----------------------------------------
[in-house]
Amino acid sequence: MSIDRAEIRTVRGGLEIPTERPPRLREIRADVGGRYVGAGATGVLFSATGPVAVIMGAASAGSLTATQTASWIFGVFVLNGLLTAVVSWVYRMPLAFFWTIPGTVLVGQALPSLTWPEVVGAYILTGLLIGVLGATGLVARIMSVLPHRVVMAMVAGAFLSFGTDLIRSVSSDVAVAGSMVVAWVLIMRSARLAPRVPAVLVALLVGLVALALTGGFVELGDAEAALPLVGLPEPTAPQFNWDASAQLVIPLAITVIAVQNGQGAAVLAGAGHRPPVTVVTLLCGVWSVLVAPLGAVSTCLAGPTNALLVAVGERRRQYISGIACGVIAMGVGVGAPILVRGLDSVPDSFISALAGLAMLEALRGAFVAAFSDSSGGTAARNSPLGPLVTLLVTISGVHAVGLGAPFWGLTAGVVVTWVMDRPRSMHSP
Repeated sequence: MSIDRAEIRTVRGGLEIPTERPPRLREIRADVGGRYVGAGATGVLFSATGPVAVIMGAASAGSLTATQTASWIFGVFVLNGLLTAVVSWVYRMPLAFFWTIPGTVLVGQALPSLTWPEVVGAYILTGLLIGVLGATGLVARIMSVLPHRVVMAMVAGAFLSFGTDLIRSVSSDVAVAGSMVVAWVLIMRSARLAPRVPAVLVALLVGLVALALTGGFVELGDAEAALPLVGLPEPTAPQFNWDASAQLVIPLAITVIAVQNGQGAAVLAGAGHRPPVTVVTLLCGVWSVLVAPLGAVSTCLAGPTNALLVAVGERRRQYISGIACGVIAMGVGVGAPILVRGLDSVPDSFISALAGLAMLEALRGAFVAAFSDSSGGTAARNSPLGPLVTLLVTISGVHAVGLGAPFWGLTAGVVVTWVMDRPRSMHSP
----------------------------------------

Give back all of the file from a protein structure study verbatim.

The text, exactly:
[in-house]
Amino acid sequence: MSIDRAEIRTVRGGLEIPTERPPRLREIRADVGGRYVGAGATGVLFSATGPVAVIMGAASAGSLTATQTASWIFGVFVLNGLLTAVVSWVYRMPLAFFWTIPGTVLVGQALPSLTWPEVVGAYILTGLLIGVLGATGLVARIMSVLPHRVVMAMVAGAFLSFGTDLIRSVSSDVAVAGSMVVAWVLIMRSARLAPRVPAVLVALLVGLVALALTGGFVELGDAEAALPLVGLPEPTAPQFNWDASAQLVIPLAITVIAVQNGQGAAVLAGAGHRPPVTVVTLLCGVWSVLVAPLGAVSTCLAGPTNALLVAVGERRRQYISGIACGVIAMGVGVGAPILVRGLDSVPDSFISALAGLAMLEALRGAFVAAFSDSSGGTAARNSPLGPLVTLLVTISGVHAVGLGAPFWGLTAGVVVTWVMDRPRSMHSP
Repeated sequence: MSIDRAEIRTVRGGLEIPTERPPRLREIRADVGGRYVGAGATGVLFSATGPVAVIMGAASAGSLTATQTASWIFGVFVLNGLLTAVVSWVYRMPLAFFWTIPGTVLVGQALPSLTWPEVVGAYILTGLLIGVLGATGLVARIMSVLPHRVVMAMVAGAFLSFGTDLIRSVSSDVAVAGSMVVAWVLIMRSARLAPRVPAVLVALLVGLVALALTGGFVELGDAEAALPLVGLPEPTAPQFNWDASAQLVIPLAITVIAVQNGQGAAVLAGAGHRPPVTVVTLLCGVWSVLVAPLGAVSTCLAGPTNALLVAVGERRRQYISGIACGVIAMGVGVGAPILVRGLDSVPDSFISALAGLAMLEALRGAFVAAFSDSSGGTAARNSPLGPLVTLLVTISGVHAVGLGAPFWGLTAGVVVTWVMDRPRSMHSP